"I'm not a doctor, I'm a f---ing moron, and I'm a cage fighting commentator ... I'm not a respected source of information, even for me. But I at least try to be honest about what I'm saying," Rogan said.

Read more here.


“Vacc to normal”: Whitmer links eased COVID-19 restrictions to vaccination rates in Michigan


Michigan Gov. Gretchen WhitmerGretchen WhitmerWhitmer vetoes bill exempting graduations from crowd limits Whitmer proposes using 0M of virus aid to boost minimum wage Women are saving our democracy — and being attacked for it MORE (D) on Thursday unveiled a reopening plan that links eased COVID-19 restrictions to increased vaccination rates in a state that's been one of the hardest hit by the coronavirus in recent months.

The governor's initiative, titled “Vacc to Normal,” would gradually loosen restrictions as more residents get their shots. The goal is to get the first vaccine shot to 5.67 million people, about 70 percent of residents 16 and older, while scaling back orders along the way.

So far, slightly more than 4 million residents have gotten their first COVID-19 vaccine shot, and 2.9 million are fully vaccinated, Whitmer said on Thursday.

What’s next: Two weeks after 55 percent of the eligible population, or about 4.5 million residents, has had at least one vaccine shot, the state plans to remove its requirement on businesses to allow remote work, letting workplaces operate in-person.

The state is currently on pace to reach the 55 percent threshold before the end of May.

For the final phase at 70 percent, the state would end requirements for masks or limitations on public or private gatherings.

Read more here



FAMILY BUSINESS: Purdue Pharma law firms relinquishing $1M in fees to settle concerns about disclosures

The Department of Justice (DOJ) has ordered three law firms for Purdue Pharma to relinquish $1 million in fees earned in the drugmakers’ opioid epidemic-related bankruptcy cases due to concerns about the firms’ disclosures to the court.

The DOJ’s U.S. Trustee Program (USTP) announced on Thursday the settlement with the three law firms: Skadden, Arps, Slate, Meagher & Flom LLP; Wilmer Cutler Pickering Hale and Dorr LLP; and Dechert LLP.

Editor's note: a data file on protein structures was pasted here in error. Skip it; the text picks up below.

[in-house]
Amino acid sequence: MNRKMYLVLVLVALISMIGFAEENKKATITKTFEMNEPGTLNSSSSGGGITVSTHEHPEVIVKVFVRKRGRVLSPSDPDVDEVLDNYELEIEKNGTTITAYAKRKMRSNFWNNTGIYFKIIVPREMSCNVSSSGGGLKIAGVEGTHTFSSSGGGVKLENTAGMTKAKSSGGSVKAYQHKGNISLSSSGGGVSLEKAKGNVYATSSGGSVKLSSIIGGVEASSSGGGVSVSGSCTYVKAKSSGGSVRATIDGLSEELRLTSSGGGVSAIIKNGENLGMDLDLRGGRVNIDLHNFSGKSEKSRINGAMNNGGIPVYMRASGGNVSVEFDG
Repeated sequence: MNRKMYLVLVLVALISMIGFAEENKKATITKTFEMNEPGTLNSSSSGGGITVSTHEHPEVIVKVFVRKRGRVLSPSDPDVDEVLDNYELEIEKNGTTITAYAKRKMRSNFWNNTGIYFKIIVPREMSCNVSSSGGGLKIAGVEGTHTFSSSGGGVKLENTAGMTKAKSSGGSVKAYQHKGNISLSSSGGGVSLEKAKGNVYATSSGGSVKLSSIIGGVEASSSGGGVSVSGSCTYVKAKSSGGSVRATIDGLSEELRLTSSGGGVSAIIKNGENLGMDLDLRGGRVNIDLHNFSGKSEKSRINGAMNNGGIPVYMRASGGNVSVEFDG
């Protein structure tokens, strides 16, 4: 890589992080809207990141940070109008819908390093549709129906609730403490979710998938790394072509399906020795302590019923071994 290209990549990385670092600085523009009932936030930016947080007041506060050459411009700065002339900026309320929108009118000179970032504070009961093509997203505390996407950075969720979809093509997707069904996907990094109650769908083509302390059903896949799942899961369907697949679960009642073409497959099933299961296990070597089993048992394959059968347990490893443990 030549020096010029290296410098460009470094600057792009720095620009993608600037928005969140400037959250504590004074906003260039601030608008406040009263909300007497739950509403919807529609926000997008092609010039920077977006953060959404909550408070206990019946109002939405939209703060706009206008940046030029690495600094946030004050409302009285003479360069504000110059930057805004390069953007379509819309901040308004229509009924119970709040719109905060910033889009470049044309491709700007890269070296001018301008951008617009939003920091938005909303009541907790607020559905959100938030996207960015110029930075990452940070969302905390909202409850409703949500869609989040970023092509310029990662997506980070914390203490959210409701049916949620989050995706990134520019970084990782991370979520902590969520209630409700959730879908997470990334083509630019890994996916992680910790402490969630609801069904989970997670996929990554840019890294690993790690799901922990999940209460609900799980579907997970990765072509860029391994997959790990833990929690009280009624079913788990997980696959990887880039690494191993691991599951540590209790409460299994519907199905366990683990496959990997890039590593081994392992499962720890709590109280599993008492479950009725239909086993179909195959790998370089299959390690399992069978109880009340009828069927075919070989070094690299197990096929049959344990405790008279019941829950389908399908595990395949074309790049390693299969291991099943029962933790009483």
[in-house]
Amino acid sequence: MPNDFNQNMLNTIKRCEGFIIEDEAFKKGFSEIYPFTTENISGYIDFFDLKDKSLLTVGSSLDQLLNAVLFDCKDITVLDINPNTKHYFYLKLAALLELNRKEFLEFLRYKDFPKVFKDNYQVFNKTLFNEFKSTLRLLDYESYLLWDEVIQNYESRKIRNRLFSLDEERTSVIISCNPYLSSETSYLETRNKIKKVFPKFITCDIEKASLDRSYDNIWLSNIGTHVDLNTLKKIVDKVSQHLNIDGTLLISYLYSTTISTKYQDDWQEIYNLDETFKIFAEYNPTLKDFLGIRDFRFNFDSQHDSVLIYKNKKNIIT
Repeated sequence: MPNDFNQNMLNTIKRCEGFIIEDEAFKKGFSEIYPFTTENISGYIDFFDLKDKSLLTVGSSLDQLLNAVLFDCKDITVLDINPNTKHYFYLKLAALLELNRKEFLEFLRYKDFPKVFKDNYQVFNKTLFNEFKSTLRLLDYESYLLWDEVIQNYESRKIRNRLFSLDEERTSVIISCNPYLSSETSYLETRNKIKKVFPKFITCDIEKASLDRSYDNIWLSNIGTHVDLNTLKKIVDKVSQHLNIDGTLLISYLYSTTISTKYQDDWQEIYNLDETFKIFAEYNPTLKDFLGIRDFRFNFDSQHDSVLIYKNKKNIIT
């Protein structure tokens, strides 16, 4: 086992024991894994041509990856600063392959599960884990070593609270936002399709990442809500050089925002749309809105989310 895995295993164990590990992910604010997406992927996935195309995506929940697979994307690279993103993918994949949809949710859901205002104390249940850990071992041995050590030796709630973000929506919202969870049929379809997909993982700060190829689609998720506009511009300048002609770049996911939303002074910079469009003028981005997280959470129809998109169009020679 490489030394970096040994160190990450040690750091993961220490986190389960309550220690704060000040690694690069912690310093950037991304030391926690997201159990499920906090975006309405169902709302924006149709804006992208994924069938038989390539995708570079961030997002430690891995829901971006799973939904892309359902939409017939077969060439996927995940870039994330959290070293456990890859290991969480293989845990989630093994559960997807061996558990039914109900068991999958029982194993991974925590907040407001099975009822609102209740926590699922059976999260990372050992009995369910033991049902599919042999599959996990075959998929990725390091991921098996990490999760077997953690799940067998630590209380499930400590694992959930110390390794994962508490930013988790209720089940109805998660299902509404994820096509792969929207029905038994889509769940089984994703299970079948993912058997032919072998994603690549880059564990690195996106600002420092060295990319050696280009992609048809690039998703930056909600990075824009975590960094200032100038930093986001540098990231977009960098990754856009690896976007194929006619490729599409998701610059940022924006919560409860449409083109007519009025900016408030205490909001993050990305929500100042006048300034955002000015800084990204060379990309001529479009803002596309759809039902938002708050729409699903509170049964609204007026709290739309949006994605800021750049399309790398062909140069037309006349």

The USTP alleges that the three firms did not “adequately disclose” a joint defense and common interest agreement between Purdue Pharma and members of the Sackler family who own the company. That agreement “created obligations” for the firms pertaining to the defense against hundreds of lawsuits related to its drug OxyContin.

Why this matters: USTP Director Cliff White described the disclosure “violations” as “particularly concerning because a central question in these cases has been the independence of Purdue from the Sackler families.”

What the law firms say: The firms’ position in the settlement said, “Although the Firms do not believe that the Common Interest Agreement is a ‘connection’ that was required to be disclosed … they have agreed to resolve the matter in the interest of expediency.”

What’s next: The agreement still requires approval from the Bankruptcy Court for the Southern District of New York.  

Read more here


LEVEL FOUR: State Department urging Americans to leave India as COVID-19 cases surge

The State Department is urging all Americans to leave India as the country grapples with a devastating wave of coronavirus cases that is pushing its health system to a breaking point.

In a level 4 travel alert, the highest level that can be issued by the State Department, the U.S. Embassy in India sounded the alarm over the availability of medical care and pressed Americans to take advantage of the daily flights that are available out of India back to the U.S.

“Access to all types of medical care is becoming severely limited in India due to the surge in Covid-19 cases. U.S. citizens who wish to depart India should take advantage of available commercial transportation options now,” the embassy said.

Read more here


What we’re reading

People seeking coronavirus vaccine appear eager to receive Johnson & Johnson (Washington Post

No, other people’s Covid vaccines can’t disrupt your menstrual cycle (New York Times)

CVS to offer in-store mental health counseling (NPR)

As forgeries spread, CDC tells states to pull vaccination card templates from web (NBC)


State by state

Washington state officials propose toolkit to help people with mental health, addiction issues find housing (Seattle Times)

What a difference a year makes in Colorado’s case for a public option plan (Kaiser Health News)

Missouri falls behind in nationwide effort to track COVID-19 infections in fully vaccinated people (St. Louis Post-Dispatch


Op-eds in The Hill 

We urgently need a COVID-level response to the US drug crisis